Friday, December 29, 2006

Well it approches new years... I don't have any thing I wish to say about the holidays at the moement. SO far, I feel as if I'm ready to spread out but I'm told to wear shoes two sizes to small. I could go so much further given what I need.. yet I'm stuck shoveling $|-|1+. To day at work I thought up an interesting project, one that I could use to teach me a lot more about Object Oriented design and implementations. Some thing I could sit down and attack it till I learned every thing I'd need to finish it, then vim around till it was a master peice some day. The end result? I don't ph|_|{|<1|\|6 have the bloody time to do it. Ether to program it all or to learn what I need and would love to learn to do it. Finnally this weekend I get some time off, four days and I'm spending it on the servers. Get my fat NCO arsch back to duty. Even my studies for a new language have been going slow. I wanted to work on learning a word a day, complete with the words sex, spelling, and pronouciation.

Sunday, December 24, 2006

PBI Backup and Recovery planning

Well to make a long story short. On my desktop every *mozilla program I install on BSD or GNU/Linux has funky issues with text fields, all other GTK+ apps are fine though. The only ones not to be borked are the PBI versions I've used on it and my laptop. So needless to say I was a little apprehensive about updating from Seamonkey 1.0.4 to 1.0.6. I like _stable_ software more then bleeding edge. Now I don't mean to offend any one because I don't but, huh 's content is not always 'stable' by the time its approved. So, having no way to reinstall Seamonkey 1.0.4. from PBI I desided I'd do a little test on how to back it up manually so I could reinstall it with the least effort. Now of course the fact that speed and power are to of my favorite reasons to use the command line, I'll include a screen dump of my seassion as well as an explanation of doing it the *GUI* way. Be warned offten there is a /Programs/.sbin/program shell script to be backed up. I think its to do with making sure PBI apps use there /Programs/$1/libs directory, proper GTK/Pango crap and give us that annoying crash handler when they get killed. Any way here we go laddy. The best thing to do would be to open Konqueror as root, you can do that by using the K-Menu to find it, or type kdesu konqueror in konsole or use the run dialog. First lets look in /Programs/ to find are app, in my case SeaMonkey1.0.4. We want to back up this directory. A quick tarball will do the job, in Konqi you can do this with a right click since Ark is installed. I'd suggest ether a gzipped tar file or zip file depending on your needs. I keep my backups on ad0s1 which is a 20GB UFS2 partition. I have my mailbox and roaming profile on my USB stick so I backed that up as well. The "/usr/local/share/applnk/My Applications/Seamonkey" folder has our K-Menu entry so we want to back that up, beats rewritting the .desktop file(s). Plus to be safe and keep all my settings I backed up my ~/.mozilla folder. If this was a multi-user laptop a shell script would be good, I wrote a quick run'n'tosser in vi to back it up. If one wanted a script could be made to backup and restore the thing. After completing my backups I uninstalled the PBI and installed the new one, it had been downloading while I backed up.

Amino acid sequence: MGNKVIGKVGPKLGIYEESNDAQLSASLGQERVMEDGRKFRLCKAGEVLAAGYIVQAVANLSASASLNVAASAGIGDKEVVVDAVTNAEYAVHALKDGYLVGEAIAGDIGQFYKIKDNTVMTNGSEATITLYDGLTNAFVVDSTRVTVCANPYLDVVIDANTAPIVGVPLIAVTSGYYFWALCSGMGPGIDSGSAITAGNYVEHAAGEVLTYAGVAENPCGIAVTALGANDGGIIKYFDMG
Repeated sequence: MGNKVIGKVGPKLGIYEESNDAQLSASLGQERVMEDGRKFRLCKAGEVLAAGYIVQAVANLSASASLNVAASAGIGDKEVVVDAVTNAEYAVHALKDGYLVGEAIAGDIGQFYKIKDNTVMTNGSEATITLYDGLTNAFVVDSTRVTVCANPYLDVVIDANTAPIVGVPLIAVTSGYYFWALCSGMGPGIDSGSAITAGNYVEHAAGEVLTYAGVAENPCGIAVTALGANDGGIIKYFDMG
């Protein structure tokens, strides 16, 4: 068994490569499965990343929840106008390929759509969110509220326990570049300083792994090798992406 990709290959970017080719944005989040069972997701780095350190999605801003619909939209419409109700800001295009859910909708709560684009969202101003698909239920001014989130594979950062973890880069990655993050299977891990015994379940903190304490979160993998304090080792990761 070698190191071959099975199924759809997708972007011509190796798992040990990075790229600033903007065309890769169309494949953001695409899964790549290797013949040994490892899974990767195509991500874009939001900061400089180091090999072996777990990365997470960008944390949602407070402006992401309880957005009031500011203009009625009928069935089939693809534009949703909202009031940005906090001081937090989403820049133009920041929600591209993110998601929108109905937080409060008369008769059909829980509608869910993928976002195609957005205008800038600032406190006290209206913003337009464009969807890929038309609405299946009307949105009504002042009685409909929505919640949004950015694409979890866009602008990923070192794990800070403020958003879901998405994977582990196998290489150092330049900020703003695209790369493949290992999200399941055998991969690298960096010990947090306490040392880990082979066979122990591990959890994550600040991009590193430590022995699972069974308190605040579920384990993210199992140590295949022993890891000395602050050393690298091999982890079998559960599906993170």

Terry@Dixie$ cd /Programs                                                  4:17
Terry@Dixie$ su                                                            4:18
Dixie# mkdir /Backups/Seamonkey1.0.4
Dixie# cd SeaMonkey1.0.4/
Dixie# ls         etc                     pangorc     include                 seamonkey.png      lib                     share
bin                     libdata
Dixie# cd ..
Dixie# tar -czf SeaMonkey1.0.4_BACKUP.tar.tgz ./SeaMonkey1.0.4
Dixie# cp -r /usr/local/share/applnk/My\ Programs/SeaMonkey /Backups/Seamonkey1.0.4/SeaMonkey_KMenu_Entry.d
Dixie# mv SeaMonkey1.0.4_BACKUP.tar.tgz /Backups/Seamonkey1.0.4/
Dixie# ls /Backups/Seamonkey1.0.4/
SeaMonkey1.0.4_BACKUP.tar.tgz   SeaMonkey_KMenu_Entry.d
Dixie# PBIdelete -list|grep -i Seamonkey
Dixie# cp -rp /Lexar/Mozilla /Backups/Seamonkey1.0.4/
Dixie# cd /Backups/Seamonkey1.0.4/
Dixie# tar -czf ./SM_Mail.tar.gz /Lexar/Mail
tar: Removing leading '/' from member names
vi /Backups/Seamonkey1.0.4/

export PATH='/bin'

for n in `ls /usr/home/`
        cp -rp /usr/home/$n/.mozilla /Backups/Seamonkey1.0.4/$n.mozilla
Dixie# chmod 700 .//
Dixie# ./
Dixie# ls -l
total 45478
-rw-r--r--  1 root   wheel  19905054 Dec 24 04:26 SM_Mail.tar.gz
-rw-r--r--  1 root   wheel  26620953 Dec 24 04:20 SeaMonkey1.0.4_BACKUP.tar.tgz
drwxr-xr-x  2 root   wheel       512 Dec 24 04:23 SeaMonkey_KMenu_Entry.d
drwx------  3 Terry  Terry       512 Dec 21 21:48 Terry.mozilla
-rwx------  1 root   wheel       129 Dec 24 04:47
Dixie# PBIdelete -remove SeaMonkey1.0.4
Removing SeaMonkey1.0.4
Running custom removal script
Removing Directory